“Are you excited about our trip, my flower?” Graham asked as Brenda circumnavigated her way around his bulbous form, grasping for a towel on the hook on the back of the door whilst simultaneously trying to avoid physical contact with her slimy-skinned spouse.

“Ecstatic,” Brenda replied, slipping out of the door and padding grumpily down the hallway to the bathroom.

Thirty minutes later and they were on the open road, camping paraphernalia packed into the boot along with Sadie, their pet golden retriever. It was raining so hard that the windscreen wipers were rendered ineffective, not that Graham seemed to have noticed. With every swoosh of the wipers Brenda’s fury increased, yet Graham merely hummed along to his Van Morrison tape and shovelled handfuls of boiled sweets into his cavernous mouth.

They reached the campsite by late morning, and whilst the rain had fortunately stopped by then, the field was more liquid than solid. Brenda, white-knuckled with ill-concealed rage, pulled on her wellington boots and dutifully assisted with the carrying of multiple loads of she-knew-not-what to the location Graham had identified as being the best for their stay. It had not escaped her attention there were no other campers to be seen.

As the winds buffeted them this way and that, Graham stoically erected the tent with minimal assistance from his frigid wife, who had taken to retreating to the car every twenty minutes or so for the comfort of a few blasts of hot air. Eventually the tent was up, and Graham moved onto blowing up the mattress. He’d even thought to bring pillows this time, he informed his wife with glee, seeming not to register the look of incredulity on her face that spoke of wanting to be anywhere but exactly where they were in that moment.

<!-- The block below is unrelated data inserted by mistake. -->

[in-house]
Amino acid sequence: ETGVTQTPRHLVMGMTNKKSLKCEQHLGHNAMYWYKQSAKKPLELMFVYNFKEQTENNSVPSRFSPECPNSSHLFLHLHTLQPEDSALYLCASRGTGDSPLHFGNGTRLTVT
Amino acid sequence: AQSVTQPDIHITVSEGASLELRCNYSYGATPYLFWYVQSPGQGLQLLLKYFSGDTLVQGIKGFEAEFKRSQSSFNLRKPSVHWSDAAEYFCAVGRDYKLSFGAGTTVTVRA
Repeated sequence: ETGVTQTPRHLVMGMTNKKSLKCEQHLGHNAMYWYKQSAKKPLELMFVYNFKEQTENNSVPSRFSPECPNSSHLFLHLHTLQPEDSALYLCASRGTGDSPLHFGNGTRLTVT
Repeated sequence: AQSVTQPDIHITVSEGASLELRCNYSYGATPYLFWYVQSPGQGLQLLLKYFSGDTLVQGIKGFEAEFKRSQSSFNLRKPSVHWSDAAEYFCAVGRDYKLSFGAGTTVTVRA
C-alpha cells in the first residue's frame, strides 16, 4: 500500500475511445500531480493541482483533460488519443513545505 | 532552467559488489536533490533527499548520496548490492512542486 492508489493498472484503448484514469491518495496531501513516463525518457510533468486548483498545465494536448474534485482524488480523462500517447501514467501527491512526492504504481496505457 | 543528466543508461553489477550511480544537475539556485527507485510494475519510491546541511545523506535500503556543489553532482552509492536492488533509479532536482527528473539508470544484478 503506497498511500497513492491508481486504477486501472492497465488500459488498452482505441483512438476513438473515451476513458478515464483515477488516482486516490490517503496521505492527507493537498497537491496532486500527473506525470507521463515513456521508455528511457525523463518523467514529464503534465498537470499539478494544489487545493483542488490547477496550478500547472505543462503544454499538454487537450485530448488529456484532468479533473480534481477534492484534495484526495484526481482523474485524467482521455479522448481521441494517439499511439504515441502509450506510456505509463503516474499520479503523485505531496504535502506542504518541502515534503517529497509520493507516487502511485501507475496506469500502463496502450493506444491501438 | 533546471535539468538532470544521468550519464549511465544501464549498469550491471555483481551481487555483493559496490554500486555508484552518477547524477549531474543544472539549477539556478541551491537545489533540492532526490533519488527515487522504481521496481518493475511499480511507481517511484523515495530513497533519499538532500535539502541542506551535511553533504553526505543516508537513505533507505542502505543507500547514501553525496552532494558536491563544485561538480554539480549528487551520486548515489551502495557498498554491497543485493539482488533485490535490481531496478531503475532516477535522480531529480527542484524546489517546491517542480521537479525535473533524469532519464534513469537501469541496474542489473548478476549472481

Brenda sat in one of their decrepit camping chairs and watched, arms folded stiffly across her chest. In spite of herself she had to admire her husband’s sheer belligerence in the face of such adverse weather conditions. Less hardy souls would have beaten a hasty retreat by now. Not so Graham, for defeat was not a word in his vocabulary. Once, Brenda supposed, she would have found such qualities endearing, but as she sat knee-deep in mud in this wet field she was at a loss to work out how she’d ended up here.

For dinner they ate sausages, cooked to a cinder atop a rickety gas fire. The weather gods at least gave them some peace for the duration of their meal, but not long after the heavens opened and rain lashed down upon them once more. There was nothing for it; they would have to go inside the tent.

“Shall we play cards my flower?” asked Graham in his usual stiflingly optimistic tone. “It’ll be like old times, do you remember? When we used to play rummy by candlelight after the kids went up to bed.” Brenda did remember, and for a fleeting moment felt her heart soften towards this silly old fool whom she had married. She consented to a game before bed, for old times’ sake like he said.

After what seemed like an interminably long day it was time for bed. Brenda and Graham clumsily took off their outer clothes and climbed onto the mattress in their long johns, pulling the sleeping bag on top of them. “Well hasn’t this been nice?” Graham said as he flicked off the torch.

“Nice?” came his wife’s voice from the darkness beside him.

“Yes, my flower, don’t you think?”

There was a brief scuffle as Brenda fumbled for the torch and the light blinked back into life. She glared at her husband and raised herself up on one elbow. “Do you really want to know what I think?”

“Of-of course, my flower” Graham stuttered.

“Okay, then I’ll tell you. In twenty years of marriage I have never liked camping. Not even for a second. I humoured you at first, because I was in love, and because I wanted to please you. And then, when the boys were born I did it to please them. But there is nothing about sleeping in such cloyingly close proximity to you without a single luxury in sight that appeals to me. Nothing – got it?”

Graham nodded, his mouth hanging open in bewilderment. “But I thought…”

“You thought what, Graham? That I enjoyed it? What have I ever said or done to give you that impression?”

“You never said you didn’t.”

Brenda stopped mid-flow to consider this point, and for a moment they stared at one another in quiet contemplation. “You mean, if I’d said I didn’t like it you’d have stopped – just like that?”

“Of course, my flower.”